The Hungarian track is three large targets in the middle of the field, set touching edges, forming 3 sides of a polygon. The rider can begin with arrows in his hand and must fire off as many as possible, hitting the three targets as they are in front of him, level with him and behind him. Speed of being able to nock the arrow and accuracy of shooting, as well as remaining in a standing position, in balance, on his horse the entire way.
The Turkish version had three smaller targets, set to be shot from in front, behind and behind. Here you really saw another skill emerge – shooting in the rhythm of the horse and counting strides. The targets are set at a premeasured distance, and the top-class athletes counted strides just like a show jumper would. A stride to draw, a stride to nock, a stride to aim…
The qabaq began with a target suspended high above the track, the first shot being taken with a blunt arrow. The objective is to shoot this one as you are beneath it. In the middle of the target is a ceramic pot which would have been filled with gold. Alas, no one now has a handful or two of spare gold lying around, so these were filled with plastic gold, and the promise of many points if a rider’s arrow shattered the ceramic (which only happened once in this competition). The rider then continues at his gallop to draw and shoot three more arrows at normal targets.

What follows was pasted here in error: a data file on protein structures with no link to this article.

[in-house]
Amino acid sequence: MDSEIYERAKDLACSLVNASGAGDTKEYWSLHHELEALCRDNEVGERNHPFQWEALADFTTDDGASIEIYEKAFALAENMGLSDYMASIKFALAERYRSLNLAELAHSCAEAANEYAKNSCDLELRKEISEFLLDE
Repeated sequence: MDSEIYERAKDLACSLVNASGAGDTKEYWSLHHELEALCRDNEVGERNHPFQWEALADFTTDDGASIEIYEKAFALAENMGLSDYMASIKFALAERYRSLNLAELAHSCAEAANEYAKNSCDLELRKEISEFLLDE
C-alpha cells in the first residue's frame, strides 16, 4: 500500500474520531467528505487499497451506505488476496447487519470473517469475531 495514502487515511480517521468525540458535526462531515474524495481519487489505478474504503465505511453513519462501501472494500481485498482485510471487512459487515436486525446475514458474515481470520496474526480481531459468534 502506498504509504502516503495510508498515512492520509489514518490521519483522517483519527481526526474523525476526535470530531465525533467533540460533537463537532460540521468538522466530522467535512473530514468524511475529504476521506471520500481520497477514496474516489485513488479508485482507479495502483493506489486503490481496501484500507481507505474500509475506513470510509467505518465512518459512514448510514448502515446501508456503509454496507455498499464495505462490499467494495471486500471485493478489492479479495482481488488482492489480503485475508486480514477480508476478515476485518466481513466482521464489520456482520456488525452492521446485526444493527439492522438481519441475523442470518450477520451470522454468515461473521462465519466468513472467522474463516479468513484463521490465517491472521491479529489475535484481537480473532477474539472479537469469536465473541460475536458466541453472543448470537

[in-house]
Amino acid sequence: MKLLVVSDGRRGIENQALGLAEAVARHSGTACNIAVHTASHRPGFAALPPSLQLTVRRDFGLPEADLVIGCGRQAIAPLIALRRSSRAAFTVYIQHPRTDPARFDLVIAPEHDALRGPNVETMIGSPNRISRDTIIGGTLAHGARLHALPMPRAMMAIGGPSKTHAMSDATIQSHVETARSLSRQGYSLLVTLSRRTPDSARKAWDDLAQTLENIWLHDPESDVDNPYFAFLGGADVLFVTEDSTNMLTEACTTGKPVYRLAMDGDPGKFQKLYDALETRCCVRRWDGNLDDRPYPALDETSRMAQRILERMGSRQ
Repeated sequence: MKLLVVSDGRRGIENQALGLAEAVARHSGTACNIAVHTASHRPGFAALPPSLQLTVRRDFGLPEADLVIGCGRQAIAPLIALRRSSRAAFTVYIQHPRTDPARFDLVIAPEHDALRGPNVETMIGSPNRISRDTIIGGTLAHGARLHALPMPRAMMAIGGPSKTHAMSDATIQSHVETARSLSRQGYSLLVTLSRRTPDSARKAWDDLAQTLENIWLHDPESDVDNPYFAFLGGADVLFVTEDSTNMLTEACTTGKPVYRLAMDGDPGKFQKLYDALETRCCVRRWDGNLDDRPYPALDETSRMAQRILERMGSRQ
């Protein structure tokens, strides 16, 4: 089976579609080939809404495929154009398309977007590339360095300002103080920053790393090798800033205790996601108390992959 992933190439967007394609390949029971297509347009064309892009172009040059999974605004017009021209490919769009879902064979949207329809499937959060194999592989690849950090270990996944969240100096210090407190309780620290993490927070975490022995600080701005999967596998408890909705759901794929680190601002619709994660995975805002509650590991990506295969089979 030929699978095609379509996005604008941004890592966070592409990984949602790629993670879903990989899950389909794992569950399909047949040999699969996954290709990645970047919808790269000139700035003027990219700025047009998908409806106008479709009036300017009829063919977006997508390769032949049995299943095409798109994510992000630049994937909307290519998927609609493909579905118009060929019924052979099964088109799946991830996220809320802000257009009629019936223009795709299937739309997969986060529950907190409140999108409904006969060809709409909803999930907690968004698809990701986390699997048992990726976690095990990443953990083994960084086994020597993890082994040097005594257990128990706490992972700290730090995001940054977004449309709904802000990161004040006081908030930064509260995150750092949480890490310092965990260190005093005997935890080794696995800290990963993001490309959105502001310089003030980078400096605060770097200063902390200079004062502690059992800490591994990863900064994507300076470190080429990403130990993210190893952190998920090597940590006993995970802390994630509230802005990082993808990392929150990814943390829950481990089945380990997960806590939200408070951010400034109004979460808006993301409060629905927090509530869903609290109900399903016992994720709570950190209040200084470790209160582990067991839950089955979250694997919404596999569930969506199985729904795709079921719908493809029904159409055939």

There are so many aspects to love about this sport – the training of the horse; the trust in the horse that he will remain straight and true; the feel for rhythm, balance, counting strides; the biomechanics of a rider being truly independent in his seat; the accuracy and skill of shooting, but largely the whole history and pageantry of the sport, the costumes, the yell of a warrior as he sets off.
The Hungarians seem to have the most structured training. You need to be certified as an able rider. You then need to be certified as an archer on the ground. Finally, you aim for certification as a horseback archer. Am I sold? Well, yes. The last two days in Iran were spent at a training camp, learning about the bows, the tradition of shooting and the movements required on horseback. So, will you see me shooting in the future? I certainly hope so!